Security guards logging some great times.
Security guards enjoying their break

We chose 200m both as an achievable distance for everyone, and also because it is about 1/20,000th of the distance that I will be rowing across the Pacific. As I watched everyone completing their row, I kept thinking ‘Well, I’ll only have to do that about 20,000 times… pulling a heavy boat laden with all my food and equipment…through storms and currents and hot sun…should be a piece of cake! ;)’

Winners of the various prizes and categories will be announced later on this week, with prizes ranging from VIP tickets to the launch party to a VVIP tour of the boat for the under-14s.

We’re already starting to think about the next one – what we’d do differently, how much easier it would be with a few more people to help out (food and toilet breaks would have been good), what prizes we’ll offer next time, etc.

photo (2) - Copy

Thank you to the University of Bristol Sports Centre for the loan of the rowing machines, and to everyone who came down to Baldwin Street to take part and to chat to us. It was great to meet so many enthusiastic and interested people!

Bristol Half Marathon

 

I ran a half marathon yesterday.

Looking forward to the race
Looking forward to the race

It was surprisingly ok, although now I’m hobbling around with a sore right ankle, a sore left knee, and a purple toe.

My goal was simply to get to the finish line, ideally without stopping running. I’ve had a cough and chest infection for the last week, so wasn’t sure what to expect, but in the end I made it to the finish in 2:17:51. Not the fastest time in the world, but one that I’m very happy with for the moment as part of my wider training.

Steve and I ran together - this was definitely a race that was more fun with company!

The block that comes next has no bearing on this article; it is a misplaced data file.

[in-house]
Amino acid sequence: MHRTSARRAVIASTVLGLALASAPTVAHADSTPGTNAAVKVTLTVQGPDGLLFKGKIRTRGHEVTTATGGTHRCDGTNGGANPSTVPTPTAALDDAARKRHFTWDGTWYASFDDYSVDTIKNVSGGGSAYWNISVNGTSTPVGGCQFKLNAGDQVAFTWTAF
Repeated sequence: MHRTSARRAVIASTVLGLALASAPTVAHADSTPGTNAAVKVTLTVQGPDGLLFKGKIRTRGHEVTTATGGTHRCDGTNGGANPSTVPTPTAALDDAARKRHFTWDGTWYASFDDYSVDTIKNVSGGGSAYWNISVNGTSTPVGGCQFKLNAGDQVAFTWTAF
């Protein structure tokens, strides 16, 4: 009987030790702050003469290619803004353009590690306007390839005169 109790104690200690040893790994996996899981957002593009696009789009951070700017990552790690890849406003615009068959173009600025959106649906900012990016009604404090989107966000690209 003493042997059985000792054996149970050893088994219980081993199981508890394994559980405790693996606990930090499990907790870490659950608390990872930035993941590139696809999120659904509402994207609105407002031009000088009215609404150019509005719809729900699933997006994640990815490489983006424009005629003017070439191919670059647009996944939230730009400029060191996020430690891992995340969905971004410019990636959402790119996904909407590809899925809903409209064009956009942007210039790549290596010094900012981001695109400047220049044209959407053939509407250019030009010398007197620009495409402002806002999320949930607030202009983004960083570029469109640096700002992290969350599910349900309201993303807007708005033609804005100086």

Steve and I ran together – this was definitely a race that was more fun with company!

There were a couple of difficult miles towards the end, but otherwise it wasn’t at all the horrible experience that I’d been imagining. Maybe my other training was kicking in. (It can’t have been my running experience, as I’ve never run more than five miles before… should I admit that?)

Onwards and upwards now, towards more difficult and more painful training!

 

Oh, and look away if you don’t like unsightly pictures (with apologies for the quality):

All the other toes are ok...
All the other toes are ok…

In other news:

I’m starting my Yachtmaster Offshore Theory course on Friday (one of the compulsory courses for the row) – I’ll update on how it goes throughout the autumn.

Sailing and other adventures

I’m back at my desk in Bristol after some adventures in Scotland, gaining more experience of the sea, of boats, and of pushing my boundaries.

Heading out of harbour
Heading out of harbour

I spent some time on a 38ft yacht sailing around the north-west of Scotland with seven other people. It was pretty windy with some nice chunky waves: on our first day out at sea half the crew was seasick. I was one of the lucky ones, although admittedly I did feel queasy at moments, particularly after struggling with all my layers, foul weather gear and lifejacket in the pitching and heaving little toilet down below. As I was repeatedly thrown against the walls while attempting to flush the loo (put the lever to the right and pump everything away, push it over to the left and pump fifteen times to flush, put it back to the right and pump to once again empty everything), I was quietly grateful that I’ll have a nice simple ‘bucket and chuck it’ system when I’m rowing. As long as I don’t ‘chuck it’ into the wind I should be fine!

I did enjoy the wind and the waves though – the sense of being alive out there is very acute. I also found myself wildlife spotting, and was ridiculously excited to recognise a gannet. Reminder to self to take relevant bird and marine life books with me on the row.

Getting some sailing experience was a really useful part of my preparation for the row, and I’m looking on it as important training. My boat will be less than two thirds the length of the yacht, and I will be on her for around three months in a huge variety of unpredictable conditions. I won’t have the comfort of having people around, but nor will I have anyone else to worry about while I’m out there. Much of what I learnt in Scotland will be consolidated on the RYA courses that will be forming part of my training this autumn.

Beginning of second adventure
Remote north of Scotland. The mast of the yacht is just visible beneath the ridge.